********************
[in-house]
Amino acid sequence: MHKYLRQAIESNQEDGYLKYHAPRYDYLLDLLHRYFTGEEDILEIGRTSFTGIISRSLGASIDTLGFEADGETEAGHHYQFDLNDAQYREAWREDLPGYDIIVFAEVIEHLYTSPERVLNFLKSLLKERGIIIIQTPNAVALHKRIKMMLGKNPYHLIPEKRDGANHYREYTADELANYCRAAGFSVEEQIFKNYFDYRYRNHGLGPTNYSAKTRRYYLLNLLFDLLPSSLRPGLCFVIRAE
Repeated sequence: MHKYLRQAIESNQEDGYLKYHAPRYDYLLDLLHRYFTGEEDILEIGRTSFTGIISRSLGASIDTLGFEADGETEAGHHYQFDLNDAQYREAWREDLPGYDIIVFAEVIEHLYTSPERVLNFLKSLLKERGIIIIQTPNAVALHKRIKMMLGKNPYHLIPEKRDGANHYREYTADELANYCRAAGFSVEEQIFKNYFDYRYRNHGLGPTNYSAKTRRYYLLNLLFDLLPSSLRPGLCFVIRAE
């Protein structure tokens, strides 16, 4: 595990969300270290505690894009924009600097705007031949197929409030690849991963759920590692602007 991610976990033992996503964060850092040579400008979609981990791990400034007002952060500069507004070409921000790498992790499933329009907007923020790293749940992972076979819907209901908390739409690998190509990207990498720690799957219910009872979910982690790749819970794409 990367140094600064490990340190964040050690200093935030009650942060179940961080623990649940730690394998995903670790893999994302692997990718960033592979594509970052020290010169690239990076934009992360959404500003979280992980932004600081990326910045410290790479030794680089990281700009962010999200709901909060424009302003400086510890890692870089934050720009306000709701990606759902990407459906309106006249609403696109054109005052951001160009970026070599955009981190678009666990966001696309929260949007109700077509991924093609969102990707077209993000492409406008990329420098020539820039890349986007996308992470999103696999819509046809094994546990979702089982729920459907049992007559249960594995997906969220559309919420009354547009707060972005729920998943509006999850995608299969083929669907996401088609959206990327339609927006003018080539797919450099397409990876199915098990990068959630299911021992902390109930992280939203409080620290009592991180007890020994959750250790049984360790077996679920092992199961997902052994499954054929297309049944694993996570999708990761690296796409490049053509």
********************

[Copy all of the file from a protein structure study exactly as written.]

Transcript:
[in-house]
Amino acid sequence: MHKYLRQAIESNQEDGYLKYHAPRYDYLLDLLHRYFTGEEDILEIGRTSFTGIISRSLGASIDTLGFEADGETEAGHHYQFDLNDAQYREAWREDLPGYDIIVFAEVIEHLYTSPERVLNFLKSLLKERGIIIIQTPNAVALHKRIKMMLGKNPYHLIPEKRDGANHYREYTADELANYCRAAGFSVEEQIFKNYFDYRYRNHGLGPTNYSAKTRRYYLLNLLFDLLPSSLRPGLCFVIRAE
Repeated sequence: MHKYLRQAIESNQEDGYLKYHAPRYDYLLDLLHRYFTGEEDILEIGRTSFTGIISRSLGASIDTLGFEADGETEAGHHYQFDLNDAQYREAWREDLPGYDIIVFAEVIEHLYTSPERVLNFLKSLLKERGIIIIQTPNAVALHKRIKMMLGKNPYHLIPEKRDGANHYREYTADELANYCRAAGFSVEEQIFKNYFDYRYRNHGLGPTNYSAKTRRYYLLNLLFDLLPSSLRPGLCFVIRAE
């Protein structure tokens, strides 16, 4: 595990969300270290505690894009924009600097705007031949197929409030690849991963759920590692602007 991610976990033992996503964060850092040579400008979609981990791990400034007002952060500069507004070409921000790498992790499933329009907007923020790293749940992972076979819907209901908390739409690998190509990207990498720690799957219910009872979910982690790749819970794409 990367140094600064490990340190964040050690200093935030009650942060179940961080623990649940730690394998995903670790893999994302692997990718960033592979594509970052020290010169690239990076934009992360959404500003979280992980932004600081990326910045410290790479030794680089990281700009962010999200709901909060424009302003400086510890890692870089934050720009306000709701990606759902990407459906309106006249609403696109054109005052951001160009970026070599955009981190678009666990966001696309929260949007109700077509991924093609969102990707077209993000492409406008990329420098020539820039890349986007996308992470999103696999819509046809094994546990979702089982729920459907049992007559249960594995997906969220559309919420009354547009707060972005729920998943509006999850995608299969083929669907996401088609959206990327339609927006003018080539797919450099397409990876199915098990990068959630299911021992902390109930992280939203409080620290009592991180007890020994959750250790049984360790077996679920092992199961997902052994499954054929297309049944694993996570999708990761690296796409490049053509």